The Calcutta Journal of Medicine (Volume 24, No. 4 ); A Monthly Record of the Medical Auxiliary Sciences

9781235806858: The Calcutta Journal of Medicine (Volume 24, No. 4 ); A Monthly Record of the Medical Auxiliary Sciences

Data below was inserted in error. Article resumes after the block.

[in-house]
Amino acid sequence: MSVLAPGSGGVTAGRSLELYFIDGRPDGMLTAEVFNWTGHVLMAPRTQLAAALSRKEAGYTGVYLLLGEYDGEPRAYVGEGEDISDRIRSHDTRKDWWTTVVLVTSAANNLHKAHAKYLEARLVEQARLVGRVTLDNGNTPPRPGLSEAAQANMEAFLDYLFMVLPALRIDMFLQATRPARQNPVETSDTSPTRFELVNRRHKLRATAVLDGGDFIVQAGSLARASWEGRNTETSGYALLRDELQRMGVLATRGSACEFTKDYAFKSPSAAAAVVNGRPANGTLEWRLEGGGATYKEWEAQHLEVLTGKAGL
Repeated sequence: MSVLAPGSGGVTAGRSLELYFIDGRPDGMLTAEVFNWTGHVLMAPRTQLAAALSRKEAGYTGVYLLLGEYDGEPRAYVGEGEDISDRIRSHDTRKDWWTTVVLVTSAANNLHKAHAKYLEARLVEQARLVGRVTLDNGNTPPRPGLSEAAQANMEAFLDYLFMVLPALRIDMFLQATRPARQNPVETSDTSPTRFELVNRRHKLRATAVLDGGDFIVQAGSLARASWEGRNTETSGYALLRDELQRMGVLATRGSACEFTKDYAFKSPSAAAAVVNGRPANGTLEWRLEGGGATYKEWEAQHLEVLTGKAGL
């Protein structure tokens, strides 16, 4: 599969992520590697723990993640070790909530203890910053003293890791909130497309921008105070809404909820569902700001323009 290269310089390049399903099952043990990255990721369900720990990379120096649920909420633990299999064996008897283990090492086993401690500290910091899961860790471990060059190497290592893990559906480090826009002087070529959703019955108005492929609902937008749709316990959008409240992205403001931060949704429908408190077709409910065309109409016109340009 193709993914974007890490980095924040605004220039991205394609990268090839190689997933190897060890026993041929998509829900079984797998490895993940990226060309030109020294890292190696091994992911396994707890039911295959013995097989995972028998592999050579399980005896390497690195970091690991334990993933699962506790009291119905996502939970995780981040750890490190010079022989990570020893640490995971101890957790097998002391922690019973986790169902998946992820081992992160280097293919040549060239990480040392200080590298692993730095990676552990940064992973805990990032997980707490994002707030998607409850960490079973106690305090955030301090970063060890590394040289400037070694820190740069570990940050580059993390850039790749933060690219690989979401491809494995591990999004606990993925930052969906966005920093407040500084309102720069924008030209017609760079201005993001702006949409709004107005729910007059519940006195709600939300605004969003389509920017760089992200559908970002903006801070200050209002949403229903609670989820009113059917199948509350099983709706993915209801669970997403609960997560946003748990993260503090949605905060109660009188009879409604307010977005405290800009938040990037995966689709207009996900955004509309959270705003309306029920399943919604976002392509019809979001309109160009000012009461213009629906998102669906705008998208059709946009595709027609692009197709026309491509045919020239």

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This historic book may have numerous typos and missing text. Purchasers can download a free scanned copy of the original book (without typos) from the publisher. Not indexed. Not illustrated.1905 Excerpt: ... EDITOR'S NOTES. ft P The Mechanism of Deglutition. Dr. Julius Schreiber, the Director of the Universitats-Poliklinik at Kouigsberg, has recently carried out some exact and valuable observations on the mechanism of deglutition. He recorded the pharyngeal part of the swallowing movement by means of a tambour placed within the pharynx, the laryngeal movements by a tambour affixed outside the larynx, and the passage of the bolus down the gullet by means of a string tied by one end to the bolus, the other end passing over a pulley to a writing style. The observations were mostly carried out ou a neurotic patient, habituated to the passage of the oesophageal sound. From his observations, which are given in the form of curves, Dr. Schreiber establishes the fact that all ingesta, fluid or soft boluses, are expressed by the combined action of the muscles of deglutition out of the closed and airtight cavity of the mouth--or auricle of deglutition, if we compare the mechanism with that of the heart--into the pharynx--or ventricle of deglutition--whence by the contraction of the sphincters it was forced into the beginning of the gullet. Down this the bolus is carried by a peristalsis which varies in rate in the cervical and thoracic parts respectively, to the epicardia, which it reaches in about five seconds after the beginning of deglutition. The last four or five centimetres of the gullet act as a sphincter, and after a pause of 0.3 to 0 5 sec, press the bolus on into the stomach. This last part of the act occupies two to four seconds, so that the whole process of deglutition takes seven to nine seconds in its execution, a period which agrees with that at which an auscultatory sound can be heard in the stomach after the swallowing of fluid (Meltzer). Dr. Schreiber co...

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